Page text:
Ganger / “Geocities” b/w “Alessandra and Her Western Fan,” Wurlitzer Jukebox, 1998

Ganger's 'Geocities' b/w 'Alessandra and her Western Fan

The most obvious reference for Ganger is Mogwai, given that both were prominent post-rock bands from Scotland in the mid-’90s (and I saw them on the same mind-blowing, ear-splitting bill at the Metro in Chicago in September 1999), but on this particular single, a more specific aesthetic touchstone would be the Chicago-based band Dianogah, who explored similar two-bass instrumentals. Technically, Ganger’s lineup included guitarist Craig B. as well, but the basses run the show here, and you could slot either of these songs onto a Dianogah record without raising many eyebrows. A few disparate points: first, the title “Geocities” has largely returned to a positive mental image separate from “gross early web site design”; second, “Alessandra…” was originally a song from Craig B. and Natasha Noramly’s band Fukuyama, whose two singles languish at the bottom of my Discogs wantlist; third, I cannot stress how much better Hammock Style is than anything else in Ganger’s generally likable catalog. If you enjoy post-rock and haven’t heard Hammock Style (start with the incredible "Capo [South of Caspian]"), rectify that error.

Dirty Three & Scenic / Split Single, Narwhal, 1998

Dirty Three and Scenic split single

If you’re looking to author some indelible mental pictures while stuck at home, you can do a lot worse for inspiration than the instrumental compositions of Dirty Three and Scenic. I recently listened to Dirty Three’s classic run of albums (1996’s Horse Stories, 1998’s Ocean Songs, and 2000’s Whatever You Love, You Are) and it’s impossible to overstate their greatness. “A Strange Holiday” is on par with those records, a largely piano-dominated lament that gives way to Warren Ellis’s multi-tracked violin in its final minutes. (I recently watched the Nick Cave documentary 20,000 Days on Earth, and Ellis comes across as a supremely endearing human being, especially the scene in which he’s directly a children’s choir.) I know Scenic more for guitarist Bruce Licher’s Independent Project Records / Independent Project Press, which upped the ante on record packaging in the ’80s and ’90s, but I own several of Scenic’s impeccably packaged albums on CD somewhere, and their songs are evocative of many things, but most specifically open Western landscapes. “When the Time Comes” is more brisk than ponderous, but it’s a nice complement to Dirty Three’s track.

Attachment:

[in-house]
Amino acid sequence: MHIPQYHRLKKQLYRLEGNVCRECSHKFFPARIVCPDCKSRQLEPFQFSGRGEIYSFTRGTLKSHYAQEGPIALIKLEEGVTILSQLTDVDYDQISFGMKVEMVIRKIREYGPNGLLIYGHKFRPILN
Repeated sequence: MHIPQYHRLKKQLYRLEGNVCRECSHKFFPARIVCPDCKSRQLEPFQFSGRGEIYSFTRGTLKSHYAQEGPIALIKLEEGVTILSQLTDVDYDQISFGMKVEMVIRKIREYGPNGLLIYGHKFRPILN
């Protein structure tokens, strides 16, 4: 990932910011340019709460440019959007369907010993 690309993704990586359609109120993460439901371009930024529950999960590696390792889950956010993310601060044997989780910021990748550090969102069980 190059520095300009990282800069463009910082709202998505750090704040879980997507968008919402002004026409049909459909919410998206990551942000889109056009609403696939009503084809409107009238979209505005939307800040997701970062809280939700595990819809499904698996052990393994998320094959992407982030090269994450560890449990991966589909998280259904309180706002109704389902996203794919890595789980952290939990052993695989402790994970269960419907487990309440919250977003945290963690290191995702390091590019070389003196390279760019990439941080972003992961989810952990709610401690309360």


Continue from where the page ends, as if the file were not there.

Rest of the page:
Beastie Boys / “Sure Shot” b/w “Mullet Head” Capitol, 1994

Beastie Boys' 'Sure Shot' b/w 'Mullet Head'

The Beastie Boys were one of the groups in the ’90s that I generally enjoyed but were inescapable enough that I didn’t feel any need to actively put them on—I’ve undoubtedly seen the video for “Sure Shot” dozens of times—but after Adam Yauch passed away in 2012, I made a more conscious effort to work through their catalog. I appreciate their work in the following order: Paul’s Boutique, the singles from their ’90s albums, their general cultural presence, the entirety of their ’90s albums, and then maybe Licensed to Ill and their later records. Last year I read Book, which is a supremely entertaining read for even fair-weather fans like myself, and worth checking out of your local library the next time it's open. I am glad that I picked up this single at Mystery Train at some point; “Sure Shot” is a classic and I enjoy doing the dog-saying-“I love you” intro, “Mullet Head” is a better-than-you’d expect rocker with a neat snaking guitar part midway through, and the remix, while unnecessary, isn’t unlistenable.